MANKATO — The Mankato City Council wasn't quite ready Monday night to spend $550,000 to keep 6.3 acres of east-side industrial land in reserve in the hopes that MTU Onsite Energy will expand there in coming years.
But council members, acting as the Mankato Economic Development Authority, also repeatedly attempted to send a message all the way to Friedrichshafen, Germany: Our hesitance doesn't mean that we don't like you, MTU Onsite Energy, because we really do.
"They're a tremendous asset to the community," said Mayor Eric Anderson.
Councilmember Karen Foreman also strongly emphasized the value of the company, which was called KatoLight before being purchased by the massive German-based Tognum corporation. The company employs about 350 workers at its Mankato production facilities, which produce large power generators.
But Foreman questioned the price the city was being asked to pay for the land, just west of MTU's current facility in the Eastwood industrial park, and Foreman and other council members wondered why the private marketplace wasn't handling the transaction.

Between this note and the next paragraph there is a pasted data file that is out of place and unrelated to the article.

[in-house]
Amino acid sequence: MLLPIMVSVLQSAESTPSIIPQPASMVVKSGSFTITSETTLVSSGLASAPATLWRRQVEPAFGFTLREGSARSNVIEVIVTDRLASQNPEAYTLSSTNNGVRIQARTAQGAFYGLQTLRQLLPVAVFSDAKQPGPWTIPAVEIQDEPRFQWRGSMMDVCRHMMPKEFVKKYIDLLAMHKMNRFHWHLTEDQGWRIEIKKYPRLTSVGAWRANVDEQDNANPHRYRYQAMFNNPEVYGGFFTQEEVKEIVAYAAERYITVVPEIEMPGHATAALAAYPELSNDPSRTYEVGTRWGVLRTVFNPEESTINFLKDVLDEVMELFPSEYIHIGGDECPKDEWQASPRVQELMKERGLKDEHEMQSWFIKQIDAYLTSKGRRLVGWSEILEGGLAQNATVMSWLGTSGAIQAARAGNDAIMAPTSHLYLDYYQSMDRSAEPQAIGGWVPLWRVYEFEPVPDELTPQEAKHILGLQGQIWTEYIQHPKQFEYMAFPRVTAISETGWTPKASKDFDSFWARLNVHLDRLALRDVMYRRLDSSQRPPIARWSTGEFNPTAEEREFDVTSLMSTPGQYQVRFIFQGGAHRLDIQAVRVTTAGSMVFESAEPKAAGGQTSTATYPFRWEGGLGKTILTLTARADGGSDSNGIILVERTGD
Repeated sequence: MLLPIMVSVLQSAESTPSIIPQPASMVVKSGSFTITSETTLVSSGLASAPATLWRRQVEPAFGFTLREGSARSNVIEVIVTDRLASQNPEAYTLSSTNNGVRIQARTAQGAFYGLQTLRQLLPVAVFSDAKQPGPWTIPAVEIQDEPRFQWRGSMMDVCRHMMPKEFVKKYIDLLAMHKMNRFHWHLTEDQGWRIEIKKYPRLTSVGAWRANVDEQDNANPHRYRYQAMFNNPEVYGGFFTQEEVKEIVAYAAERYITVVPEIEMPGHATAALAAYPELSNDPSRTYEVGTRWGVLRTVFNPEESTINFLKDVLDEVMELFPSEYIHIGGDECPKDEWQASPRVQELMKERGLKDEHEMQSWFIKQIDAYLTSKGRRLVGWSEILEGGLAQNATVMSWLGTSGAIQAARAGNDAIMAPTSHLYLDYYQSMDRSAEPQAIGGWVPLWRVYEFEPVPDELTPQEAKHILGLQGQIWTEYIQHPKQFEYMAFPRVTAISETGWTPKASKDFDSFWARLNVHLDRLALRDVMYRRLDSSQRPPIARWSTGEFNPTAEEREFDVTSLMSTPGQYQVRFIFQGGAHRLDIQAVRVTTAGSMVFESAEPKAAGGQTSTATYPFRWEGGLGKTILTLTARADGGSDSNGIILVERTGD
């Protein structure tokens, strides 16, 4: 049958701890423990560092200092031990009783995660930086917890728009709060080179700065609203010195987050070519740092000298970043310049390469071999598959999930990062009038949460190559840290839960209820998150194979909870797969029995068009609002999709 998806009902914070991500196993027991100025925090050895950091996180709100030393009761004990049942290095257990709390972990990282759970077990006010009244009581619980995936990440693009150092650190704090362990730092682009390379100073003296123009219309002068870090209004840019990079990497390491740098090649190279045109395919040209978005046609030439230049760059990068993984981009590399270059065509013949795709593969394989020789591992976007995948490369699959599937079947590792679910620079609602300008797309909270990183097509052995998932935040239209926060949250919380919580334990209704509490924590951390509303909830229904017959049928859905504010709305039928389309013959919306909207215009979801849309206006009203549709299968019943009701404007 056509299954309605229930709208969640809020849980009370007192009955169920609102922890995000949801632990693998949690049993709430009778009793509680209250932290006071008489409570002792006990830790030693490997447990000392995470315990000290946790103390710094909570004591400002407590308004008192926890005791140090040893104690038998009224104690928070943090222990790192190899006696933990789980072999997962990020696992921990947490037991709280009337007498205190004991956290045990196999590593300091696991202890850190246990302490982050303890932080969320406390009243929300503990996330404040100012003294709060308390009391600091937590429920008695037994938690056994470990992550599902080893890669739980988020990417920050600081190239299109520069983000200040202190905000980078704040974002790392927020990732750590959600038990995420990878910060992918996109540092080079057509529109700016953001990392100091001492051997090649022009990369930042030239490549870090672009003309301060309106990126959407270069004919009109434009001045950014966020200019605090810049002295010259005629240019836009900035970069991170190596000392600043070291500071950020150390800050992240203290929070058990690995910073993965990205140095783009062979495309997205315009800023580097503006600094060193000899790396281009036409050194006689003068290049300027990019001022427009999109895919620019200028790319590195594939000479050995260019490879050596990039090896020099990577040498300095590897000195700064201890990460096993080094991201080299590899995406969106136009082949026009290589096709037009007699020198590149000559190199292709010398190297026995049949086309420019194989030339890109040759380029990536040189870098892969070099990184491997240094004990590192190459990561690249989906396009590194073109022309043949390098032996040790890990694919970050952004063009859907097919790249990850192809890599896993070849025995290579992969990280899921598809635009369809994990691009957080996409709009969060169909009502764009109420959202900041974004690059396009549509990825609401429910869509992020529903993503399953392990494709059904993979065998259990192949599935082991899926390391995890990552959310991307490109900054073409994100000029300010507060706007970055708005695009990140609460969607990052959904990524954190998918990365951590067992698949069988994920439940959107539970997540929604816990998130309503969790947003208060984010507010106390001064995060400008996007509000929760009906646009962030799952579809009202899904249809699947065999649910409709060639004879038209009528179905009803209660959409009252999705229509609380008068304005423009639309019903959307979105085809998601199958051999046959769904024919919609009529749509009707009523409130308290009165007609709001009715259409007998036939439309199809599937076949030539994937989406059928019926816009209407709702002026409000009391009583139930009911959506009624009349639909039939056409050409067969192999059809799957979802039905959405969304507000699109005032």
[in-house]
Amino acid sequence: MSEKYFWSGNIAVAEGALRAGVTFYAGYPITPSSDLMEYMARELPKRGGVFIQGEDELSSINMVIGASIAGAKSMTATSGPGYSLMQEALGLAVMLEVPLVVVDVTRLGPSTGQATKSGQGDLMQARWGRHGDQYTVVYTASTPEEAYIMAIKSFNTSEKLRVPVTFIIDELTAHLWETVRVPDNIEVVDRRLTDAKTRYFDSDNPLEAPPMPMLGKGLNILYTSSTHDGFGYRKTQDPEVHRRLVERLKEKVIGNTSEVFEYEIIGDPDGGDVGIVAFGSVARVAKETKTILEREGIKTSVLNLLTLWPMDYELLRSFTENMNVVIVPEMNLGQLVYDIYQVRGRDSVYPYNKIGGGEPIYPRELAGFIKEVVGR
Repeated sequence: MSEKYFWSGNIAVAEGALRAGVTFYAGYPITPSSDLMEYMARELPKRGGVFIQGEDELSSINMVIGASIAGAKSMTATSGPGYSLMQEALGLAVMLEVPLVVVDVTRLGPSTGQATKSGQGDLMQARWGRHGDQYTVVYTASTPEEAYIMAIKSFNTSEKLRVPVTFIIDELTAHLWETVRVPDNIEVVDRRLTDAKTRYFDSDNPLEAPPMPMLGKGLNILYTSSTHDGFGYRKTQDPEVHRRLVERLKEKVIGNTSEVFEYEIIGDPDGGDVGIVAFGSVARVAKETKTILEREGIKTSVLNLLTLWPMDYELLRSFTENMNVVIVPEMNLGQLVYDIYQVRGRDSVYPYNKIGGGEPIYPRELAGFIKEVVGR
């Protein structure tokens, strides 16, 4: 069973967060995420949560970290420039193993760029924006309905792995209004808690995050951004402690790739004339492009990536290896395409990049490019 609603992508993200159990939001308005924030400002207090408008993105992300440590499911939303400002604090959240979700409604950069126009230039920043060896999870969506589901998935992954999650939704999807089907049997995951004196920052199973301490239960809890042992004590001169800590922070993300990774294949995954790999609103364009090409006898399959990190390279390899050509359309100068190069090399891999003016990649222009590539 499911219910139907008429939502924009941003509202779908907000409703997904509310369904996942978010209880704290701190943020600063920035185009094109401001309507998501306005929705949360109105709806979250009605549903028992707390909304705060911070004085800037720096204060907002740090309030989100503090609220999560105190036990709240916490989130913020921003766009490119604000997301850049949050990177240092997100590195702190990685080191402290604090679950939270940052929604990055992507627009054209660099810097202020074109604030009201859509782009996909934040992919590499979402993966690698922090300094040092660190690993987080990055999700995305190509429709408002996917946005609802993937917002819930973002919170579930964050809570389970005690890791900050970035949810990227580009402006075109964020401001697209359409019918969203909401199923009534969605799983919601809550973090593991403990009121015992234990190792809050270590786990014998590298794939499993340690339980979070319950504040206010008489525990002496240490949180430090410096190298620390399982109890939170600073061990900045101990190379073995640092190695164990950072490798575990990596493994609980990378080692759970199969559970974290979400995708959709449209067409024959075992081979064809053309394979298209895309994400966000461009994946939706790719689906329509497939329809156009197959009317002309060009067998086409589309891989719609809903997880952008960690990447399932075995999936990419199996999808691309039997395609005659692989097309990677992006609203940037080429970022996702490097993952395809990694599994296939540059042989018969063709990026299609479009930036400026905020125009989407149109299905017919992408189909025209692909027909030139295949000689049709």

The proposal would involve landowner Tim Lidstrom of Lidstrom Commercial Realtors selling the parcel to the city, with the city giving MTU the right-of-first-refusal to purchase the land whenever the city sells it.
"Why wouldn't (MTU) want to do right-of-first-refusal with Lidstrom?" Foreman asked.
City Manager Pat Hentges said he believes Lidstrom had discussions with MTU or Tognum officials but no agreement was reached. The parcel later became one of three possible locations for another commercial project.
That development, which hasn't yet been made public, will occur on a different parcel. But the close call made city officials worry that the most logical place for MTU to expand might be lost as the east-side industrial area rapidly fills up, something that's expected to accelerate with the construction next year of a 420,000-square-foot Wal-Mart distribution center in the area.